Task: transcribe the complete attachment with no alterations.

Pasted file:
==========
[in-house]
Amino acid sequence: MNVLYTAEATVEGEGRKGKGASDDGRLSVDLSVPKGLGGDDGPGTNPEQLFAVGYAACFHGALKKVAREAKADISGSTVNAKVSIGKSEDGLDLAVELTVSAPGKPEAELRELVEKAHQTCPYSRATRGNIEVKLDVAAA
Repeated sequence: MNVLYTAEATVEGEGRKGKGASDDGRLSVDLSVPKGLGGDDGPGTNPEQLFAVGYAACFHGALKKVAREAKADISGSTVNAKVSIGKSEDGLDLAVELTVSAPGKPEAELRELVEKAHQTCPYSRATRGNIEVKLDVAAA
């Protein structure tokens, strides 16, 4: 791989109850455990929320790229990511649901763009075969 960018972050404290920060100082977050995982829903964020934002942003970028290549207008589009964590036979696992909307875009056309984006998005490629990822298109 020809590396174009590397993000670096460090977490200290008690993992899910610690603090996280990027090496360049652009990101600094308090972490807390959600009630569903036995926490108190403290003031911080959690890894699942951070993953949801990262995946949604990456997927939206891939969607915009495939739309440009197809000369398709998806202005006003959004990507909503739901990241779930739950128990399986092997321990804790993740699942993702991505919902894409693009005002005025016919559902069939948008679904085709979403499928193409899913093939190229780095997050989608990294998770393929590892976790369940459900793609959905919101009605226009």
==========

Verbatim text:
[in-house]
Amino acid sequence: MNVLYTAEATVEGEGRKGKGASDDGRLSVDLSVPKGLGGDDGPGTNPEQLFAVGYAACFHGALKKVAREAKADISGSTVNAKVSIGKSEDGLDLAVELTVSAPGKPEAELRELVEKAHQTCPYSRATRGNIEVKLDVAAA
Repeated sequence: MNVLYTAEATVEGEGRKGKGASDDGRLSVDLSVPKGLGGDDGPGTNPEQLFAVGYAACFHGALKKVAREAKADISGSTVNAKVSIGKSEDGLDLAVELTVSAPGKPEAELRELVEKAHQTCPYSRATRGNIEVKLDVAAA
């Protein structure tokens, strides 16, 4: 791989109850455990929320790229990511649901763009075969 960018972050404290920060100082977050995982829903964020934002942003970028290549207008589009964590036979696992909307875009056309984006998005490629990822298109 020809590396174009590397993000670096460090977490200290008690993992899910610690603090996280990027090496360049652009990101600094308090972490807390959600009630569903036995926490108190403290003031911080959690890894699942951070993953949801990262995946949604990456997927939206891939969607915009495939739309440009197809000369398709998806202005006003959004990507909503739901990241779930739950128990399986092997321990804790993740699942993702991505919902894409693009005002005025016919559902069939948008679904085709979403499928193409899913093939190229780095997050989608990294998770393929590892976790369940459900793609959905919101009605226009």